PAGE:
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Horseshoe Crabs and Velvet Worms: The Story of the Animals and Plants That Time Has Left Behind Hardcover – Deckle Edge, April 10, 2012


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Horseshoe Crabs and Velvet Worms: The Story of the Animals and Plants That Time Has Left Behind + Trilobite: Eyewitness to Evolution + Life: A Natural History of the First Four Billion Years of Life on Earth
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Product Details

  • Hardcover: 352 pages
  • Publisher: Knopf (April 10, 2012)
  • Language: English
  • ISBN-10: 0307263614
  • ISBN-13: 978-0307263612
  • Product Dimensions: 9.6 x 6.6 x 1.3 inches
  • Shipping Weight: 1.6 pounds
  • Average Customer Review: 4.3 out of 5 stars  See all reviews (31 customer reviews)
  • Amazon Best Sellers Rank: #467,728 in Books (See Top 100 in Books)

Editorial Reviews

Review

"Mr. Fortey is as vivid and charming about live things as he's long been about dead ones, perhaps even more so. Reading this book is like stepping into the field with a man who's equal parts naturalist and poet, equal parts E.O. Wilson and Paul Muldoon. It's a bewitching combination . . . You begin to love Mr. Fortey as much as he loves horseshoe crabs. You want to throw him over your shoulder, like a big stuffed animal won at a fair, and lug him home to explain the mysteries of your backyard . . . His book is not only well built and witty but emotionally profound too . . . an inducement to be as awake and observant as possible." —The New York Times

"A lively writer with a penchant for slightly goofy jokes, a vast storehouse of arcane knowledge, and an inexhaustible fund of enthusiasm for his subject, Fortey is the perfect interpreter and guide to the marvels and mysteries of archaic existence." —The Boston Globe   

"[A] delightful account . . . even those squeamish about worms will find Fortey’s enthusiastic excavations charming." —PW (starred)

"In this fascinating, well-written book, [Fortey] offers a worldwide tour of places whose lands and waters shelter extraordinary forms of life that have overcome mass extinctions, sea-level changes, ice ages and other obstacles to survive into the present. Taking great joy in his trip back in time, Fortey plays both adventurer and detective as he searches for these ancients . . . Informative, engrossing and delightful." —Kirkus (starred review) 

"A magnificent book . . . Fortey’s intense, humane passion for everything that lives and has lived is amply proven on every page . . . This book (like all his others) demonstrates that Fortey is, principally, not a scientist who can write, but a writer who does science." —Literary Review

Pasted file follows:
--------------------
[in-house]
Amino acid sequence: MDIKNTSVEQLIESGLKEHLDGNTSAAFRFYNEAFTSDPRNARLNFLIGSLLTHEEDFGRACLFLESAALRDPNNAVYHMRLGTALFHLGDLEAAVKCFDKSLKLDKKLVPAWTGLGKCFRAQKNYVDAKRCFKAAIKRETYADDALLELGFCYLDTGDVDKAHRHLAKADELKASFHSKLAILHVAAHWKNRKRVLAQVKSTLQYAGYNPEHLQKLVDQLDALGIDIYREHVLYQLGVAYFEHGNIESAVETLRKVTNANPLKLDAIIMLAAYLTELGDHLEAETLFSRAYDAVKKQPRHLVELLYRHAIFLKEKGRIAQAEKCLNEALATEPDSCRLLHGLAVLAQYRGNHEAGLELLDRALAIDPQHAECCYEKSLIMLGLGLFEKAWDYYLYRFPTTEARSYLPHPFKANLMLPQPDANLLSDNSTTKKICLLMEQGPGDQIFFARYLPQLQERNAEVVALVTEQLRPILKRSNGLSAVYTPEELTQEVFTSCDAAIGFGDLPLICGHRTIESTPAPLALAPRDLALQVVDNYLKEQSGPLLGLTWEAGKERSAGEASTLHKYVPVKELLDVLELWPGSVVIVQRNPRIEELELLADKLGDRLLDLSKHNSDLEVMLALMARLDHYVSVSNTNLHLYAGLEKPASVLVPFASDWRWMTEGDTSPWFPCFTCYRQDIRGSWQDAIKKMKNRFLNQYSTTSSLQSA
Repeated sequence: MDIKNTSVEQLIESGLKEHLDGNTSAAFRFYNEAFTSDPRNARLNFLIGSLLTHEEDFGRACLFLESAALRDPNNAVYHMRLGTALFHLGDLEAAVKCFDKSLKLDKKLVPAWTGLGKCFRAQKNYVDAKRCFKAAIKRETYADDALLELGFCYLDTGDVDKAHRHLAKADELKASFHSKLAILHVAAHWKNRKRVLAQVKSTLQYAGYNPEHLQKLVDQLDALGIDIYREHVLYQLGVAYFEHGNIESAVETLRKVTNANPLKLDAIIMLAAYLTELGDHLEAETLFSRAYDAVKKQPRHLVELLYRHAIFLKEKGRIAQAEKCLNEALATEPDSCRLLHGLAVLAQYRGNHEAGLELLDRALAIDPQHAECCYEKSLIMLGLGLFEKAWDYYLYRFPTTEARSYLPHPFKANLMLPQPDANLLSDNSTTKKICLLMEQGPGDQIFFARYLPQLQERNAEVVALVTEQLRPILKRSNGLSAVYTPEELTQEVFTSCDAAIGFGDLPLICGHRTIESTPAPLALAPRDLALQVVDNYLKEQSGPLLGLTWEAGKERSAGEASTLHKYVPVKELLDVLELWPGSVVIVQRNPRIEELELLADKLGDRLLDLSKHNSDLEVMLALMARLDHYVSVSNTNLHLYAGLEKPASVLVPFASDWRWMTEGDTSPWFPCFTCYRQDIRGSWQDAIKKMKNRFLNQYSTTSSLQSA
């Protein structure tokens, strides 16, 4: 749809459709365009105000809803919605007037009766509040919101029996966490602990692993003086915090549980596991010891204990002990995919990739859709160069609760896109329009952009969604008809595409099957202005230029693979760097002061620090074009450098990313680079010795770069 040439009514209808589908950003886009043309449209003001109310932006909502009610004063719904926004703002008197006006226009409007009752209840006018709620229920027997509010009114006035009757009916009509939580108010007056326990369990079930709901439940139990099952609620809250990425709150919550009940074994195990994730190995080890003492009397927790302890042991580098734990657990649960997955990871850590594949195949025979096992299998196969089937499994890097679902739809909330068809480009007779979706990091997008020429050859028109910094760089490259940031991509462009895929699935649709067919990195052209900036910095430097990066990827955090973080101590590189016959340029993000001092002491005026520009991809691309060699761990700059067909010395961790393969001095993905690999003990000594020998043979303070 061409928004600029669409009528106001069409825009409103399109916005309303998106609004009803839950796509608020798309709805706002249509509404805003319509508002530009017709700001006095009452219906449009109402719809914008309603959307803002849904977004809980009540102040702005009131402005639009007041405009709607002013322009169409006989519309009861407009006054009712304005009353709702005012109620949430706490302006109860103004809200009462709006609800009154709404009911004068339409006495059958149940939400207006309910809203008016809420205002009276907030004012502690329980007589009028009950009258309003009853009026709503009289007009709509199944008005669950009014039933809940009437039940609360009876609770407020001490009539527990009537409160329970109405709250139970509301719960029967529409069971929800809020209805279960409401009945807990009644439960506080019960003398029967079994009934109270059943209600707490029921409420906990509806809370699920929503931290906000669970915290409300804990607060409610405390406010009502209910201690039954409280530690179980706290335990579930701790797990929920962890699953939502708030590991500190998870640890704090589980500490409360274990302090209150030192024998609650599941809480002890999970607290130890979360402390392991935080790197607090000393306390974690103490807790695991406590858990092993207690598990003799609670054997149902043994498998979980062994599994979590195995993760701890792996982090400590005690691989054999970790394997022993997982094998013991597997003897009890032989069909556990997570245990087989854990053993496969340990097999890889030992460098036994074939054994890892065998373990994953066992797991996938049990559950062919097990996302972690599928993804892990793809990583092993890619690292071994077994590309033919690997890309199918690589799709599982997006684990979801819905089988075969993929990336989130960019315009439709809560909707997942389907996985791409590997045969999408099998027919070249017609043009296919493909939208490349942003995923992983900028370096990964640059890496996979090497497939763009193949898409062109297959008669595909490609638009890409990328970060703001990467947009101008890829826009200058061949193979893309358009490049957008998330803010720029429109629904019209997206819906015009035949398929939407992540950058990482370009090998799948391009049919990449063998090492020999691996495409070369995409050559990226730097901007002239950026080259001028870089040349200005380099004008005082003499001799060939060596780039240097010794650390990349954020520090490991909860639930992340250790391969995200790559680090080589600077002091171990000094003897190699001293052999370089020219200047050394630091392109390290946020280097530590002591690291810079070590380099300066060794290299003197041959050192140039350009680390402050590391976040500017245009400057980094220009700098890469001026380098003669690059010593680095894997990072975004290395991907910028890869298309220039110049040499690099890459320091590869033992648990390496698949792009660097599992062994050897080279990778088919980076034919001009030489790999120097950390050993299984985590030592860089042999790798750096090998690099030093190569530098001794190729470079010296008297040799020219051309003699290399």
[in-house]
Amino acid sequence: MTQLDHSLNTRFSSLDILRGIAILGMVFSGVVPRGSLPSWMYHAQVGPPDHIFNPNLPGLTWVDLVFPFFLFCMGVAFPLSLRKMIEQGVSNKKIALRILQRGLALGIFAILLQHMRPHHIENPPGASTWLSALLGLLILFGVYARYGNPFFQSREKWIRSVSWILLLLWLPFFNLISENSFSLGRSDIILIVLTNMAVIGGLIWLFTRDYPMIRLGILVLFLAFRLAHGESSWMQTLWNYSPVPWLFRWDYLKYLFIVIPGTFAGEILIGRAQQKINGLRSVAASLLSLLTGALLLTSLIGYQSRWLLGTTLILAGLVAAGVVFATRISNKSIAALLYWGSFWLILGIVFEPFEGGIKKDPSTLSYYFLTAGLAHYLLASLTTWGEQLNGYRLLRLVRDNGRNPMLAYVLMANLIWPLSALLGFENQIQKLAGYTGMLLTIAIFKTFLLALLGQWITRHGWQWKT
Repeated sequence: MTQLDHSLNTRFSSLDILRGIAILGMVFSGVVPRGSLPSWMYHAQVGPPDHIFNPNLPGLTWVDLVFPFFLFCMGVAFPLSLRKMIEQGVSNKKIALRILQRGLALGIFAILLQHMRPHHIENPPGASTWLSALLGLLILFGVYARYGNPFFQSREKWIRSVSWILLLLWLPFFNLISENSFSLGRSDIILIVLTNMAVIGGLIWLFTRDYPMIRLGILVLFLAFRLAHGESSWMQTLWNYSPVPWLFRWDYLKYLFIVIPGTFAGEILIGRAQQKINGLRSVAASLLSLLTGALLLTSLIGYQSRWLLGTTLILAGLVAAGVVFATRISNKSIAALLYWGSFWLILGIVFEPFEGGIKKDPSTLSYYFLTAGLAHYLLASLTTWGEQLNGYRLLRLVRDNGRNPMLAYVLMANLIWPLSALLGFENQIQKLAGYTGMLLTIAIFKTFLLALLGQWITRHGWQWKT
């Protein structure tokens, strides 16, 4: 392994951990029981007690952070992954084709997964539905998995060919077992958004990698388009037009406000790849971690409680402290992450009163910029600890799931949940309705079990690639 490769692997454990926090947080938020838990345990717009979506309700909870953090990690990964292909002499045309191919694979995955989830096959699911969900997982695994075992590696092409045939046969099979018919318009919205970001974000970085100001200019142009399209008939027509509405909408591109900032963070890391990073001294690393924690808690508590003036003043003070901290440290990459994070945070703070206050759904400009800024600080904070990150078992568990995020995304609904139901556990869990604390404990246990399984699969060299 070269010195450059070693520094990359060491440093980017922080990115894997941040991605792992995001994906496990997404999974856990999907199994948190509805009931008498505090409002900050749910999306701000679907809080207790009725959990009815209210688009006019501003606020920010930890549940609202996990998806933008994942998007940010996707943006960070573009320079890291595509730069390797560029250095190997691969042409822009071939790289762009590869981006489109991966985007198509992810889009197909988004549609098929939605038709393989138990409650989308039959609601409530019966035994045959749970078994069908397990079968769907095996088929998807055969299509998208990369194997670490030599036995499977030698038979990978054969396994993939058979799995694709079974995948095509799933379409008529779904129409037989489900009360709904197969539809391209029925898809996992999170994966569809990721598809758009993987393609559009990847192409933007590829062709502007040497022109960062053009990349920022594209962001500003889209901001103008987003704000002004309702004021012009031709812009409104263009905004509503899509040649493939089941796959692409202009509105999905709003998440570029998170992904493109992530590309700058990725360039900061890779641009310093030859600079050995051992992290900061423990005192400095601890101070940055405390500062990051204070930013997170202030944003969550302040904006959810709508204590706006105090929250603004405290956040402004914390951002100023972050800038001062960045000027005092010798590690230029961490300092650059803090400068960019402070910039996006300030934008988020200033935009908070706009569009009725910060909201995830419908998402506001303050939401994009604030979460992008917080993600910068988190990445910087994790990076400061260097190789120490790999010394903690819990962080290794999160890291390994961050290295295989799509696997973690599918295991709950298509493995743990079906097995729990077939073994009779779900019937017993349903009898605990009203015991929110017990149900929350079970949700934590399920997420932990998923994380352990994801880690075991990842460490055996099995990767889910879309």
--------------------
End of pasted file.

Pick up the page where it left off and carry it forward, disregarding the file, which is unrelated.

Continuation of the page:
"Erudite and engaging." —Times Literary Supplement

"A wide-ranging survey . . . Fortey keeps the long discussion lighthearted . . . Instructive and entertaining." —Booklist
 
"Fortey leads us on a ramble that is not only global but takes us through aeons, to look at creatures that haven’t changed much for hundreds of millions and in some cases billions of years . . . It’s a great story, and no one is better equipped to tell it than Fortey . . . Excellent natural history." —The Guardian
 
"Fortey has a unique way with the most humble of life forms, an infectious curiosity that can slide into near rapture, coupled with a lack of presumption that many of his peers I the field of evolutionary biology lack entirely." —London Evening Standard
 
"An exploration of the world that went before. Fortey retains his characteristic ability to paint vivid word pictures of times long ago and places far away…Passionate, clear and comprehensive." —The Telegraph
 
"Fortey tells a series of fascinating stories that serve to bring alive what is for most of us an unfamiliar past. Under his tutelage, fossils of all kinds—survivors or not—seem to come alive." —Financial Times

About the Author

Richard Fortey was a senior paleontologist at the Natural History Museum in London until his retirement in 2006. He is the author of several books, including Fossils: The Key to the Past; The Hidden Landscape, which won the Natural World Book of the Year in 1993; Life: A Natural History of Four Billion Years of Life on Earth; Trilobite!, which was short-listed for the Samuel Johnson Prize; Earth: An Intimate History; and Dry Storeroom No. 1: The Secret Life of the Natural History Museum. He has won the Lewis Thomas Prize for Writing About Science from Rockefeller University and the Michael Faraday Prize from the Royal Society. He was president of the Geological Society of London during its bicentennial year in 2007 and is a Fellow of both the Royal Society and the Royal Society of Literature. He lives in Oxfordshire.

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Customer Reviews

The writing is clear and entertaining.
Thomas W. Tolbert
It will save about five miles of running to the dictionary if you read it on your Kindle.
bob
This was a good read as well as thought provoking.
Lisa

Most Helpful Customer Reviews

49 of 51 people found the following review helpful By J. G. Hancock on May 12, 2012
Format: Hardcover Verified Purchase
I bought this based on a recent NY Times review. Sad to say, I wasn't familiar with his other books. I often buy books based on good reviews that end up becoming treasured additions to my library, and very rarely find an author with whom I was previously unfamiliar whose entire oeuvre I then purchase--this is one of those very few. This book will become one of my gift-giving ideas, and I can't wait to read the rest of his works. I only hope, now that he's officially retired from his day job, that he's writing another book. Maybe it'll be published before next weekend so I can avoid yard work then as well.